Following the last ever Spring Budget, designers and design businesses face mixed fortunes: tax breaks for small businesses have been introduced as well as a huge shake-up tax rules for the self-employed, meaning freelancers will pay more tax and may have to put up their fees to compensate.
Meanwhile in an echo of previous budgets, austerity measures look set to continue as the Government sets its sights on reducing national debt and seems prepared to squeeze the public purse and raise some taxes to do so.
It is possible that this is also an effort to prepare for future difficulties and make savings before any potential Brexit fallout.
As Chancellor Philip Hammond delivered the Budget he focused on a message around growth in the UK. His forecast for GDP growth in 2017 has increased from 1.4% to 2% and while there is a growth dip to 1.6% in 2018 this is then predicted to rise back up to 2.1% by 2020. (GDP, Gross Domestic Product, is the value of a country’s goods and services).
Meanwhile there is a downward adjustment to the budget deficit forecast meaning the nation will borrow £51.7bn in 2016-17, which is predicted to fall to £16.8bn in 2021-2022.
Hammond set out a positive narrative for small businesses, saying that he would “stick to the business tax roadmap” and reduce corporation tax to 17%, which is the lowest rate out of all G20 countries.
While this ties in with his rhetoric that “Britain is open for business” the Design Business Association’s, (DBA’s) CEO Deborah Dawton says: “Showing how the UK is the best place to start a new business is a key aim for Government.”
She adds: “The start-up scene is great for the design sector. In our experience, successful start-ups often tap into design as the means of differentiating themselves, and of adding value to their proposition.
“They benefit from the immediate boost to sales that investment in design can bring at a critical time in their growth.”
Shake-up in tax for self-employed
The biggest negative impact appears to be changes in personal tax rules for freelancers.
The National Insurance band known as Class 4 NIC is paid by the self-employed on net profits. Net profit is profitability after taking into account additional costs. Hammond will introduce an increase from 9% to 10% from April 2018, which will rise to 11% in 2019.
Mike Hayes, tax partner at creative sector accountants, Kingston Smith W1 says: “The big Budget blow to the design sector will apply to the large number of creative agencies that use freelancers who are self-employed for tax purposes.
“The increase in Class 4 NICs by 1% will cost a self-employed individual up to £368 per year and the increase of a further 1% from April 2019 will cost a further £368 per year. This equates to £7.07 per week for each increase.”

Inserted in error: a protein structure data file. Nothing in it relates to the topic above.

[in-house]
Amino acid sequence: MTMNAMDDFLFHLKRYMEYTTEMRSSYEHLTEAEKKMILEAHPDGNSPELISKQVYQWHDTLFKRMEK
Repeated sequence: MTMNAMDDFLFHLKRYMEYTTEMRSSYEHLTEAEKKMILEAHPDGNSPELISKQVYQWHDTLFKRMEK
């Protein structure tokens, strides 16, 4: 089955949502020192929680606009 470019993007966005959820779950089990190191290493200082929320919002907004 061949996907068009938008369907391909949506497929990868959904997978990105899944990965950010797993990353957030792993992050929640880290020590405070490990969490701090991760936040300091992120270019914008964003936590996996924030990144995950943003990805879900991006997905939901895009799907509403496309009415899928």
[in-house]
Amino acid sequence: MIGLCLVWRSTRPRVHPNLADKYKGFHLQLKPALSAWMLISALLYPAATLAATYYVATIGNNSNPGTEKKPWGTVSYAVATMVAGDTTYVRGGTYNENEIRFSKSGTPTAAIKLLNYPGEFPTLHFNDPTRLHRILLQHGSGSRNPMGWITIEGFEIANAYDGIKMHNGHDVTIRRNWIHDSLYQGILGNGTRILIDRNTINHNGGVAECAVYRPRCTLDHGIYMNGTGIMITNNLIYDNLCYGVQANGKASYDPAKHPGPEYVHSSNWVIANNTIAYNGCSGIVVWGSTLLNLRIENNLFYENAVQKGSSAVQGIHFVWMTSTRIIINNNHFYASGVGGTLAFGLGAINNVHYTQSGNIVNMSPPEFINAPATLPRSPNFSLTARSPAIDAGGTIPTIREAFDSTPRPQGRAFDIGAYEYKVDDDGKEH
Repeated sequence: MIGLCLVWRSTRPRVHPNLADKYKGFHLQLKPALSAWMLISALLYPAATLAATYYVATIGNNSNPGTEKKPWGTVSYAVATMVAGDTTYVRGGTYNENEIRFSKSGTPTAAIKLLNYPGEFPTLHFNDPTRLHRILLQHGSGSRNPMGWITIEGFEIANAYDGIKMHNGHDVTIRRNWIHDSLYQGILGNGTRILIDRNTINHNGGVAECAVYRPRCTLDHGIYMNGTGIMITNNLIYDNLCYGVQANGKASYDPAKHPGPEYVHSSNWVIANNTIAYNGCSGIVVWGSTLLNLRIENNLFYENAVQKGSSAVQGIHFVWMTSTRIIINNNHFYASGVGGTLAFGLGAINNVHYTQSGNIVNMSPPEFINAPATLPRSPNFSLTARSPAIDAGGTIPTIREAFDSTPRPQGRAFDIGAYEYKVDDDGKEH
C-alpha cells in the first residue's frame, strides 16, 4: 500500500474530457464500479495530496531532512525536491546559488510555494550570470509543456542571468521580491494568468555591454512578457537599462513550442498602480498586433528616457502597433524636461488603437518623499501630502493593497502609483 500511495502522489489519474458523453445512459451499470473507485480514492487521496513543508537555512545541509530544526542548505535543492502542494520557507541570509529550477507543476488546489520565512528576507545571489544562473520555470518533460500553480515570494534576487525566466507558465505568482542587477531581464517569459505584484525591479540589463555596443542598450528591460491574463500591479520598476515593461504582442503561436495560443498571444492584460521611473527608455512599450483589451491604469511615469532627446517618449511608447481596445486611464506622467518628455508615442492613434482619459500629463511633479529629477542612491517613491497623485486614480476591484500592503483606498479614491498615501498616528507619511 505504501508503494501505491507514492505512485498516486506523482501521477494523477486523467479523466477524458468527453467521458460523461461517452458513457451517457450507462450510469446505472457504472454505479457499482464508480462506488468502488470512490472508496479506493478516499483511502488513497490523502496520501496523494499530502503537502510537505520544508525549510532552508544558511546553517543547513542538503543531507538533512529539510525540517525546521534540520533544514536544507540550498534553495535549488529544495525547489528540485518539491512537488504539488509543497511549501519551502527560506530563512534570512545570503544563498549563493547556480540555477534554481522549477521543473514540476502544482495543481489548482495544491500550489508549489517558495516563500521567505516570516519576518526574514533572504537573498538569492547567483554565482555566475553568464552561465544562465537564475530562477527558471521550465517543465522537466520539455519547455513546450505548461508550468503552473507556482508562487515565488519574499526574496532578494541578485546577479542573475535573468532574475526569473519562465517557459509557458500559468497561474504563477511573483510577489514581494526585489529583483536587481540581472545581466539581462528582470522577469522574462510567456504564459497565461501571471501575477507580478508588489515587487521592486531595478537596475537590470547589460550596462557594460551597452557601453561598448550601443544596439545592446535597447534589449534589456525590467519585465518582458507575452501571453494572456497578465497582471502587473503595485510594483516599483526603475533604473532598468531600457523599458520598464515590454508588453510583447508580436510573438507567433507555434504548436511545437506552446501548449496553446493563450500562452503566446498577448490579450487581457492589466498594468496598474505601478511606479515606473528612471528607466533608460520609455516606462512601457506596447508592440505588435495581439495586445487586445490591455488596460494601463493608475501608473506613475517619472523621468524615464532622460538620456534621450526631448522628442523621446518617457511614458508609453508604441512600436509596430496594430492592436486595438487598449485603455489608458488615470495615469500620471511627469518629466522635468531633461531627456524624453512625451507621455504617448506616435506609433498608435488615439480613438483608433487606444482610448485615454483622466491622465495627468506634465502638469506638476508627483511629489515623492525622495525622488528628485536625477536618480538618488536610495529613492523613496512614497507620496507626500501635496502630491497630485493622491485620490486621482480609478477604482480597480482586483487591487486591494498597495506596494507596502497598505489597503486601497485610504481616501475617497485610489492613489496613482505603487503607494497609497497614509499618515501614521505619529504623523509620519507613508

This means that freelancers may have to put up their fees to cover the extra personal cost, which will in turn affect the consultancies which hire them.
Small business tax
Small business rate relief was devised so that companies would not pay tax on the first part of the value of their property.
In last year’s budget, set by then chancellor George Osborne, the small business rate relief was raised on properties worth up to £15,000. (This means any non-residential property).
It presented some problems and even drew criticism from people within the Conservative Party as re-evaluating properties in this way meant that many businesses found themselves in a new tax bracket with much more to pay.
Hammond has proposed the following:
Any small business refused its small business rate relief will not see its bill increase by more than £50 a month.
He will also give local authorities a £300 million pot to provide relief on a discretionary basis for any businesses which have been hit hard by the re-evaluated property thresholds.
Hammond has put aside £320 million for what are essentially grammar schools – “academically selective free schools” as he calls them.
T-levels are to be introduced, which are a series of 15 new technical qualifications created for 16-year-olds.
John Kampfner, CEO at the Creative Industries Federation says: “This new qualification needs to be considered in the context of the skills shortages in the creative sector and the potential for growth in the creative industries.”
Research and development
The Government has already been accused of prioritising investment of science and engineering over the creative industries.
The last Autumn Statement, also set out by Hammond, was a blueprint for science, tech and innovation investment.
Last November the design industry reacted critically, recognising how the contribution of science, tech and innovation are valuable to the economy, but also identifying a misunderstanding by Government to see how these sectors can work together with the arts and creative industries.
In this Budget Hammond has launched a National Productivity Investment Fund of £23 billion targeting innovation and infrastructure.
He said: “As the pace of technology advances and competition from the rest of the world increases, we must build on our strengths in science and tech innovation to ensure the next generation of discoveries is made, developed and produced in Britain.”
This was presented with an additional research and development, (R&D) fund, which will be worth £20bn by 2020-2021.
Nesta senior director for creative economy and data analytics Hasan Bakhshi says: “Unfortunately, official definitions of R&D used today by the UK Government continue to exclude the arts, humanities and social sciences. Consequently, much R&D in the creative industries is not recognised and does not qualify for targeted R&D support.
“Nesta argues that as the Government seeks to increase the UK’s R&D investment through measures like the Industrial Strategy Challenge Fund and the R&D tax relief, it should ensure its R&D definitions do not neglect the very areas where the UK has international strengths, like the creative industries.”